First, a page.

Urbanisation – A megatrend that will define our future
Urban living is the dominant lifestyle of the future. By 2050, two thirds of the world population will live in cities. In the next two decades, the number of people living in urban spaces will grow by 1.4 million a week. Therefore, the current preparations for the UN-Habitat III conference in 2016, where a “New Urban Agenda“ will be established, are of utmost importance.
In the course of growing urbanisation, both the potential as well as the challenges of global development are increasingly concentrating in cities. Therefore, the fundamental role of urbanisation must be reflected in German policymaking. Particularly two challenges should be focused on: the eradication of poverty and the transformation toward sustainability.
These two topics, poverty reduction and sustainability, create different challenges in different cityscapes, to which there are no blanket solutions. Therefore, these challenges must be addressed within the context of all existing city types, such as the wildly growing or shrinking cities, megacities, smaller and mid-sized cities, as well as fragile or “failing cities“, which display a significant lack of political leadership.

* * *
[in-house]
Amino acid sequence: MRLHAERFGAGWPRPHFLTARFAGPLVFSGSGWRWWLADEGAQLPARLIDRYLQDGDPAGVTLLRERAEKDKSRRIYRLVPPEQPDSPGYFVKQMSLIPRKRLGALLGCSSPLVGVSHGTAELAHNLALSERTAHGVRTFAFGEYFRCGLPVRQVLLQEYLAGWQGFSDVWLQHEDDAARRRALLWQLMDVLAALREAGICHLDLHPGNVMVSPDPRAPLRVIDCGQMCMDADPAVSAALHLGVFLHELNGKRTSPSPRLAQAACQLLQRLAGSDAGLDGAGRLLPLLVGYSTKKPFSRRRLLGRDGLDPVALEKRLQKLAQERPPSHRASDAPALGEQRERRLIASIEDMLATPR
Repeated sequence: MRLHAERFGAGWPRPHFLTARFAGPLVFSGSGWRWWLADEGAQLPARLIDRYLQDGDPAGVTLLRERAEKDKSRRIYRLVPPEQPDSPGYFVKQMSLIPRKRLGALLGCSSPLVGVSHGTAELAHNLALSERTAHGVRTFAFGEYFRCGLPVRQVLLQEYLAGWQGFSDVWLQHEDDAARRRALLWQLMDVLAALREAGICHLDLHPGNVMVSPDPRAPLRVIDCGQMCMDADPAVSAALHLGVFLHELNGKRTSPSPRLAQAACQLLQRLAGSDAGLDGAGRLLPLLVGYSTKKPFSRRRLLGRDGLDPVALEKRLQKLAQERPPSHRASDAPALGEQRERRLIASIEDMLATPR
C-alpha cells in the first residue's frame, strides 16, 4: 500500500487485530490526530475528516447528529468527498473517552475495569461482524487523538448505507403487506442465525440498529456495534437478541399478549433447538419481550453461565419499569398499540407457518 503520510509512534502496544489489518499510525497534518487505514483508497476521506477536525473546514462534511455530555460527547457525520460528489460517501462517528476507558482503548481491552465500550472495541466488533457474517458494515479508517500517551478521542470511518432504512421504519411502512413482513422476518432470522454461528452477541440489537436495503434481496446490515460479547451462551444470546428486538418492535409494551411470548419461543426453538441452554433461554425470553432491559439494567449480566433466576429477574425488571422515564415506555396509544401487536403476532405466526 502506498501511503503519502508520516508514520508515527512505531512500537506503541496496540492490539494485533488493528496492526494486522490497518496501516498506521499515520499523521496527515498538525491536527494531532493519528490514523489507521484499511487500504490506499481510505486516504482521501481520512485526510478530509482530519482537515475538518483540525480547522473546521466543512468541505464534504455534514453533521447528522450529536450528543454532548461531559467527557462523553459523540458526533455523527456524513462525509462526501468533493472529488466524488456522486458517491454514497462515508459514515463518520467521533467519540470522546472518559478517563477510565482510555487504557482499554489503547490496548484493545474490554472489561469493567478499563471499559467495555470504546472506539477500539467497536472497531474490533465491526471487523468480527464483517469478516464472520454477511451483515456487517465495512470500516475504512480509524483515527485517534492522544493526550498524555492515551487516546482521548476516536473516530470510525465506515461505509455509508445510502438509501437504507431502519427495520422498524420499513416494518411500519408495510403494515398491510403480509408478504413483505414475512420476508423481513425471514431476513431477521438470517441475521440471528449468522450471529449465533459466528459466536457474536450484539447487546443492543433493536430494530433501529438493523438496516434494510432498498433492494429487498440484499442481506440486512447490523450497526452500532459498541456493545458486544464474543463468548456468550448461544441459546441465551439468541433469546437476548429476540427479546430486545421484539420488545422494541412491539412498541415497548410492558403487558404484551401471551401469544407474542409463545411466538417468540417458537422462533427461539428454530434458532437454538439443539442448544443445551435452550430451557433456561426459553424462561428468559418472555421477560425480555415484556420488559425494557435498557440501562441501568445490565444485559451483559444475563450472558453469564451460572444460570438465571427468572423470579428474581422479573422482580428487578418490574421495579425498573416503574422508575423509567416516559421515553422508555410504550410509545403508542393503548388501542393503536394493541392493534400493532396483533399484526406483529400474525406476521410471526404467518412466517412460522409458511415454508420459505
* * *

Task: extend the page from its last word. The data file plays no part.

As motors of national and global growth, cities generate about 80 percent of the worldwide GDP. Simultaneously, the reduction of poverty in rapidly growing cities is becoming a significant challenge. This coming generation will already live in a world where every third person lives in informal settlements, and therefore under extremely vulnerable conditions. This statistic reveals the increasing deficits present in residential construction, urban services, infrastructures, and law enforcement.
All of these problems raise the urgent question of how living conditions in informal settlements can be improved, while also designed in more sustainable manners. Collaborative approaches in which residents, city governments, and intermediary organisations work together offer a basis for realistic and solution-oriented policy measures, and should therefore be supported. In the transnational initiative Slum Dwellers International, for example, slum dwellers have become active in creating new, liveable, and safe living spaces within the framework of such a coalition.
Apart from poverty eradication, the move toward sustainability must stand at the centre of policymaking. Cities will decide whether this transformation – and therefore the preservation of humanity’s natural livelihood – will succeed. Currently, cities are already responsible for about 70 percent of global greenhouse gas emissions. Cities are decisive contributors and simultaneous victims of global changes. But cities are also potential problem solvers that possess special transformative and innovative potential.